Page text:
Las tierras arrasadas
Emiliano Monge

NOVEL | 2015 | 352 pages


In the desolate wastelands between the sierra and the jungle, under an all-seeing, unforgiving sun, a single day unfolds as relentlessly as those that have gone before. People are trafficked and brutalised, illegal migrants are cheated of their money, their dreams, their very names, even as countless others scrabble to cross the border, trying to reach a land they call El Paraíso.

In this grim inferno, a fierce love has blossomed — one that was born in pain and cruelty, and one that will live or die on this day. Estela and Epitafio too were trafficked, they grew together in the brutal orphanage, fell in love, but were ripped apart. They have played an ugly role in the very system that abused them, and done the bidding of the brutal old priest for too long. They have traded in migrants, put children to work as slaves, hacked off limbs and lives without a thought, though they have never forgotten the memory of their own shackles.

Like the immigrants whose hopes they extinguish, they long to be free; free to be together and alone. Here in an unnamed land that could be a Mexico reimagined by Breughel and Dante, on the border between purgatory and inferno, where Paradise is the mouth of hell and cruelty the only currency, lives are spent, bartered and indentured for it. Must all be bankrupt among the lost?


I am sure that there is no piece of journalism that honors the voices of the migrants as much as this novel does. A writing that confronts. Poetry in the carrion.
— Lydia Cacho
This is a book of unbearable beauty and affliction. It is written with the lucidity of someone who has opened his eyes and refused to shut them again. The book’s power is not only in what it says, but in the silences that it leaves the reader’s conscience to grapple with.
— Yuri Herrera
Reading Emiliano Monge is tuning in to a secret poetry. This novel is the paradigm of a new narrative—cathartic, direct, vital, without beating around the bush.
— Berna González Harbour, Babelia
A painful and fatal chant, Las tierras arrasadas magnificently sheds light on the thousands of nameless immigrants cast on the roads. Chilling and brutal, [the book] is a compendium of humanity in search for a better life.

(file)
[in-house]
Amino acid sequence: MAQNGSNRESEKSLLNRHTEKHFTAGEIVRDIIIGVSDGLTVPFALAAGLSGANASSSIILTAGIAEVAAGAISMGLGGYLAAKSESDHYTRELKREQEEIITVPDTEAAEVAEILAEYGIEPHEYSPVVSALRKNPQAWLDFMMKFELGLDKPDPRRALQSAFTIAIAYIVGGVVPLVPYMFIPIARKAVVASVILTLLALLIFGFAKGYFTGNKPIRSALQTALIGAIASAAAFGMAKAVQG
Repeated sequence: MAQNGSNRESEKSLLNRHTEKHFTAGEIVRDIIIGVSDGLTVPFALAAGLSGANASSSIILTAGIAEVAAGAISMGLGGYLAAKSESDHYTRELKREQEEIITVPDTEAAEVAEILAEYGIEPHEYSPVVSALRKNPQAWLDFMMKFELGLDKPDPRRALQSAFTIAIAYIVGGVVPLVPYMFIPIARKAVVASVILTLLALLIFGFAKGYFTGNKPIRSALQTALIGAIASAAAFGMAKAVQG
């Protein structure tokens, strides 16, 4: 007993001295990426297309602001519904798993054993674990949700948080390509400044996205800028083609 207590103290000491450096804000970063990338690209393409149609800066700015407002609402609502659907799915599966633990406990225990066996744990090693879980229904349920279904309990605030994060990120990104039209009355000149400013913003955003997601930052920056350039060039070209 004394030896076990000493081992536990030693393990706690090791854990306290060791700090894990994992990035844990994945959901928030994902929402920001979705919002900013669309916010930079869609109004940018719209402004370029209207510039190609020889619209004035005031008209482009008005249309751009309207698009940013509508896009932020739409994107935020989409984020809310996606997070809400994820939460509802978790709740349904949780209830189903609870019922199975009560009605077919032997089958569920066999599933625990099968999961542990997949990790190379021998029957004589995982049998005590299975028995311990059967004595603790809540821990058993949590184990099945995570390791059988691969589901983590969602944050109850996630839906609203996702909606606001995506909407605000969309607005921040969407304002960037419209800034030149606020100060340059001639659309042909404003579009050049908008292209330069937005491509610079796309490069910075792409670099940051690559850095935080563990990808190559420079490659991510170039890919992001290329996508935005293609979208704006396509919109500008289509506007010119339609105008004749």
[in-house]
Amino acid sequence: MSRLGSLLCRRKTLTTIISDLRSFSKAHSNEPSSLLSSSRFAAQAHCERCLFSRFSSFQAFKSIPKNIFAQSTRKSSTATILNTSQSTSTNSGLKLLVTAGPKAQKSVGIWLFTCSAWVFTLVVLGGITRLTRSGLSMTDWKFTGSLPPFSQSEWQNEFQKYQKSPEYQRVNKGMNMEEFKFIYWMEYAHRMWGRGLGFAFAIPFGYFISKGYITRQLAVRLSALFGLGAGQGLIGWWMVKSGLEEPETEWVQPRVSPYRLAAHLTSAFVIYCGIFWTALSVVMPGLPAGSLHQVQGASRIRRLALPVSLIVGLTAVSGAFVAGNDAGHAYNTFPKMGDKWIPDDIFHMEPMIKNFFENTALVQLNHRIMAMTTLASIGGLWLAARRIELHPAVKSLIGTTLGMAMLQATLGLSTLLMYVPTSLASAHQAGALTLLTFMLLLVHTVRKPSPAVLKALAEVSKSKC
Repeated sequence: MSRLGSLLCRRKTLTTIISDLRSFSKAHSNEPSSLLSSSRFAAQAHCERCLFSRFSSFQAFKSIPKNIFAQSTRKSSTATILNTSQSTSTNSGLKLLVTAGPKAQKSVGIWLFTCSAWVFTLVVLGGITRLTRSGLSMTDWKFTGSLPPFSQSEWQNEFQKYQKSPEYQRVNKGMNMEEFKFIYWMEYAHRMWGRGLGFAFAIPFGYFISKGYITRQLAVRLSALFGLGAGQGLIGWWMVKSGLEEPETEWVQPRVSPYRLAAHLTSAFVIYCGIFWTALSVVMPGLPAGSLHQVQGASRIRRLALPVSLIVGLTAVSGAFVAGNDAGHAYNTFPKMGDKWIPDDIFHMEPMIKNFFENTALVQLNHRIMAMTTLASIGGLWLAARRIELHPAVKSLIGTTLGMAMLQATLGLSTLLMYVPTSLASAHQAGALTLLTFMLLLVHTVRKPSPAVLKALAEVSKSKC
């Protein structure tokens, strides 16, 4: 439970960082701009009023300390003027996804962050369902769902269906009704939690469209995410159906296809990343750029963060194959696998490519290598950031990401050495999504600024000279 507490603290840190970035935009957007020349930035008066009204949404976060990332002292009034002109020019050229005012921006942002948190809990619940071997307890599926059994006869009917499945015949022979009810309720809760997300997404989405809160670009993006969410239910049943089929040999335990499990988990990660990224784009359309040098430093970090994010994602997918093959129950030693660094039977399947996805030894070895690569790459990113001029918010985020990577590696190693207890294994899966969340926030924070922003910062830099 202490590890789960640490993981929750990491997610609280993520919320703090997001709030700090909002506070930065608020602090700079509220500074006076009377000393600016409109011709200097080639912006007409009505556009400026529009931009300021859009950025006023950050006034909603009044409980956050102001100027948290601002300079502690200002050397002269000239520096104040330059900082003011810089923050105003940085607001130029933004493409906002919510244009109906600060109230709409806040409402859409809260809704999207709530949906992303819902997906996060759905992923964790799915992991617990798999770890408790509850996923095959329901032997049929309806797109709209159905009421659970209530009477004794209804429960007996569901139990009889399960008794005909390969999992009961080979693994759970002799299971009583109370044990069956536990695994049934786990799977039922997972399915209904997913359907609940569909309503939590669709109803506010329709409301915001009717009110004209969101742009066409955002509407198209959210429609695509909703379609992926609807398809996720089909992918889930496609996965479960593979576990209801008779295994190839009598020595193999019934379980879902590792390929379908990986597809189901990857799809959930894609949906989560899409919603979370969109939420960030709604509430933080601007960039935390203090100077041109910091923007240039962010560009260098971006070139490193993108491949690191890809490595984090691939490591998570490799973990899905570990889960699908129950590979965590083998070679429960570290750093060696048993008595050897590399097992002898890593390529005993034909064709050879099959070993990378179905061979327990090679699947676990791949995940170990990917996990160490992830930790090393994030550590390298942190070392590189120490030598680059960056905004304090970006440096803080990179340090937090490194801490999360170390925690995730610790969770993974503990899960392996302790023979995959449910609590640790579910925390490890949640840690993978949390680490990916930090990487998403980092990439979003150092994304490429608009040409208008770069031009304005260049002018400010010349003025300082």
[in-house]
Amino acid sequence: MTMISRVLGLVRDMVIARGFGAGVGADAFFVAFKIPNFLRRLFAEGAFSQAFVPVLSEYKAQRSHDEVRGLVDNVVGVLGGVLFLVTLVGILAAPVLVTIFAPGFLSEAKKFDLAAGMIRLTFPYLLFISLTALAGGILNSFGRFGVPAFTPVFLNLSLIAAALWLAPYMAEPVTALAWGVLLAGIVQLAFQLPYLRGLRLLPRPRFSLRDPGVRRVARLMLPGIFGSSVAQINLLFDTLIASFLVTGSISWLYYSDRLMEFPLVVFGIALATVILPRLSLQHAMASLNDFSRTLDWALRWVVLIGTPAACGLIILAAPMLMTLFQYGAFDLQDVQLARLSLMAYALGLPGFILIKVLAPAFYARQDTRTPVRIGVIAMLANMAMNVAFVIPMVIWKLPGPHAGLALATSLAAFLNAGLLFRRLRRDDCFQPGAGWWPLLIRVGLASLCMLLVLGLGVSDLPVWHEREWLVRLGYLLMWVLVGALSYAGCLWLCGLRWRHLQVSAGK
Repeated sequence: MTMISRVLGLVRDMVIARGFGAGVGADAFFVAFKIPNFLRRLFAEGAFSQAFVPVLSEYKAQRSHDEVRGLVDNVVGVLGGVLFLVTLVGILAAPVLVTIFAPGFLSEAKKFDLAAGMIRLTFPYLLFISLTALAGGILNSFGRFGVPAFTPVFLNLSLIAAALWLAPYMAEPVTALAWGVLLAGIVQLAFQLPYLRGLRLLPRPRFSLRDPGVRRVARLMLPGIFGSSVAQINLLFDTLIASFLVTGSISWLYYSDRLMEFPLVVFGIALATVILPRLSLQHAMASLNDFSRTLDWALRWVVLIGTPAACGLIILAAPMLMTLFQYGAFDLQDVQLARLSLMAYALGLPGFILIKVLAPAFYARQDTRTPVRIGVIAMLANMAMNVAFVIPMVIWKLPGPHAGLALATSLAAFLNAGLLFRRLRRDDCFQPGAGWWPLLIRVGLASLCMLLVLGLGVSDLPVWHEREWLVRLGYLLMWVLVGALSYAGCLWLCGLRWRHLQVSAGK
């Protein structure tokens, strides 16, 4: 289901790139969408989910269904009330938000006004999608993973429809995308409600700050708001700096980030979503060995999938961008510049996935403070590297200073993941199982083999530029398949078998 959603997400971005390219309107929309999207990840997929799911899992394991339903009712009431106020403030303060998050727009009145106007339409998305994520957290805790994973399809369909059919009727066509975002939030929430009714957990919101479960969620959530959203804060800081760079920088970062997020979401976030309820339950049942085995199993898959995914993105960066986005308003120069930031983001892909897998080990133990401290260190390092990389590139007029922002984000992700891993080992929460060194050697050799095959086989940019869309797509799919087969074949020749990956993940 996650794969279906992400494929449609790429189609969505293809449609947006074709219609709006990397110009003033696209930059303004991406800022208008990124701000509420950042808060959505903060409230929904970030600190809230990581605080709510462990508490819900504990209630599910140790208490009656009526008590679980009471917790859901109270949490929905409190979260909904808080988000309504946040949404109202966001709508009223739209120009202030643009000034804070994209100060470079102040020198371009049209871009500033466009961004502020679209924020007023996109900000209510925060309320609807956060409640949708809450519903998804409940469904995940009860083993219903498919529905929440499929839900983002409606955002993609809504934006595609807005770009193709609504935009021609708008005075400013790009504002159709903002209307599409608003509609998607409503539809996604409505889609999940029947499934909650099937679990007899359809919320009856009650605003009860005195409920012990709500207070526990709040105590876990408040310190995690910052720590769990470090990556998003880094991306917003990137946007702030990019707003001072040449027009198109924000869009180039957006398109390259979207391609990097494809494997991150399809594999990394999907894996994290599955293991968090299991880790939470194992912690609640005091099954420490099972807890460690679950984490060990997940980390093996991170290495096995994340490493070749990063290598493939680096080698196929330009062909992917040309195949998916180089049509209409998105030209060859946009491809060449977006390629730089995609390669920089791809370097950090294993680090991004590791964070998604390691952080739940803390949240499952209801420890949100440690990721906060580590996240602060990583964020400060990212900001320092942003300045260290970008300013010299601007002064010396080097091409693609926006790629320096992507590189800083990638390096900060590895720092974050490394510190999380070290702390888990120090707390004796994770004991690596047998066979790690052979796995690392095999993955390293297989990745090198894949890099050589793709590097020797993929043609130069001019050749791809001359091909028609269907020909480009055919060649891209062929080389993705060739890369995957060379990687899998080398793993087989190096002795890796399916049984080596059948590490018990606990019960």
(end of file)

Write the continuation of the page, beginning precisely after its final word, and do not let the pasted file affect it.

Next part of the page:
— Ariane Singer, Le Monde
Monge followed the track of the kidnapped, tortured and assassinated migrants, with enough compassion as to allow them to talk, or rather moan, without refusing the other truth, the one that sets the novelist apart from the journalist. Assuming that Evil is human, the author narrates not so much the back-and-forths of the victims, dead or alive, whose souls have been torn away, but of the kidnappers, traffickers of human beings, a man and woman willing to suffer through a tragic love story while they kill. In the sea of books I have read about the hell endured by migrants, about the fierce Mexico that they cross amidst of the narco wars, I suspect that Las tierras arrasadas is one that will survive.
— Christopher Domínguez Michael, El Universal
In an odyssey of relentless human cruelty, Emiliano Monge, one of the many linguistically adroit writers currently at work in what is an exciting era for Mexican fiction, spares no one. That he can succeed in generating any sympathy for his frenetic lovers is entirely due to the ferocious eloquence of his prose, which has been magnificently well served by translator Frank Wynne’s Miltonic register. Filtered through a wry, if urgent, continuous present tense, it conveys the inhumanity of the jungle and desert landscapes … Monge’s realist, deadly topical fiction is a weighty metaphor for our world gone mad. His characters, however depraved, often reveal traces of empathy, self-doubt, even suppressed horror.
— Eileen Battersby, The Observer